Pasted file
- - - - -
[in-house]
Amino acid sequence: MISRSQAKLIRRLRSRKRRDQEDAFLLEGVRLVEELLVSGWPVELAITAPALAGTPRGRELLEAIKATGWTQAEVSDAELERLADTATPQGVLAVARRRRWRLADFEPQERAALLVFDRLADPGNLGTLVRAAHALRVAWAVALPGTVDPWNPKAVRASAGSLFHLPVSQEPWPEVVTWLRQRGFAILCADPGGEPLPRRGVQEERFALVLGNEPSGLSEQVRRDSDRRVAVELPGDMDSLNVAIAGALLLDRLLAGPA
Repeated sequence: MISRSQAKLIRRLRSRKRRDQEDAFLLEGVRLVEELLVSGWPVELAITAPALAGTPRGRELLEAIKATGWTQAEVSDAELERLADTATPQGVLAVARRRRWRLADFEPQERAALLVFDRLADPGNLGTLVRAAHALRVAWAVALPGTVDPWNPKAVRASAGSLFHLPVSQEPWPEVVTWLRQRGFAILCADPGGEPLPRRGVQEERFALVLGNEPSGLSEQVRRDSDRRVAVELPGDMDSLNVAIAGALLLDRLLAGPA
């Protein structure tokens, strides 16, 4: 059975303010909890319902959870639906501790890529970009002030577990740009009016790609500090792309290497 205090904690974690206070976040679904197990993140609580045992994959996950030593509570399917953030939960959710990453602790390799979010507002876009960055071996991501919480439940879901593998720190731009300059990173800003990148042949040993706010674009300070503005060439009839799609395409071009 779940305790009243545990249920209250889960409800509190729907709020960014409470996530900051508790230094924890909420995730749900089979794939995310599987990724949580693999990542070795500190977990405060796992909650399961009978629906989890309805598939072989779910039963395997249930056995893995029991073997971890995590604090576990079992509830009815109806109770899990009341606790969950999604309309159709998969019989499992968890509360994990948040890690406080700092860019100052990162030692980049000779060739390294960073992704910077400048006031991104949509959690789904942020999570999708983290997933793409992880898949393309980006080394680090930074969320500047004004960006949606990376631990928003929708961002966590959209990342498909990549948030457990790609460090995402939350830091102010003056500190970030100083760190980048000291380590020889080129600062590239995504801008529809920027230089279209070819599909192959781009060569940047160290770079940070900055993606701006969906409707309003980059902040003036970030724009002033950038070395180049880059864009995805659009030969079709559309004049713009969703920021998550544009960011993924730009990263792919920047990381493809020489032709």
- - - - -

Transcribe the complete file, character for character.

[in-house]
Amino acid sequence: MISRSQAKLIRRLRSRKRRDQEDAFLLEGVRLVEELLVSGWPVELAITAPALAGTPRGRELLEAIKATGWTQAEVSDAELERLADTATPQGVLAVARRRRWRLADFEPQERAALLVFDRLADPGNLGTLVRAAHALRVAWAVALPGTVDPWNPKAVRASAGSLFHLPVSQEPWPEVVTWLRQRGFAILCADPGGEPLPRRGVQEERFALVLGNEPSGLSEQVRRDSDRRVAVELPGDMDSLNVAIAGALLLDRLLAGPA
Repeated sequence: MISRSQAKLIRRLRSRKRRDQEDAFLLEGVRLVEELLVSGWPVELAITAPALAGTPRGRELLEAIKATGWTQAEVSDAELERLADTATPQGVLAVARRRRWRLADFEPQERAALLVFDRLADPGNLGTLVRAAHALRVAWAVALPGTVDPWNPKAVRASAGSLFHLPVSQEPWPEVVTWLRQRGFAILCADPGGEPLPRRGVQEERFALVLGNEPSGLSEQVRRDSDRRVAVELPGDMDSLNVAIAGALLLDRLLAGPA
């Protein structure tokens, strides 16, 4: 059975303010909890319902959870639906501790890529970009002030577990740009009016790609500090792309290497 205090904690974690206070976040679904197990993140609580045992994959996950030593509570399917953030939960959710990453602790390799979010507002876009960055071996991501919480439940879901593998720190731009300059990173800003990148042949040993706010674009300070503005060439009839799609395409071009 779940305790009243545990249920209250889960409800509190729907709020960014409470996530900051508790230094924890909420995730749900089979794939995310599987990724949580693999990542070795500190977990405060796992909650399961009978629906989890309805598939072989779910039963395997249930056995893995029991073997971890995590604090576990079992509830009815109806109770899990009341606790969950999604309309159709998969019989499992968890509360994990948040890690406080700092860019100052990162030692980049000779060739390294960073992704910077400048006031991104949509959690789904942020999570999708983290997933793409992880898949393309980006080394680090930074969320500047004004960006949606990376631990928003929708961002966590959209990342498909990549948030457990790609460090995402939350830091102010003056500190970030100083760190980048000291380590020889080129600062590239995504801008529809920027230089279209070819599909192959781009060569940047160290770079940070900055993606701006969906409707309003980059902040003036970030724009002033950038070395180049880059864009995805659009030969079709559309004049713009969703920021998550544009960011993924730009990263792919920047990381493809020489032709």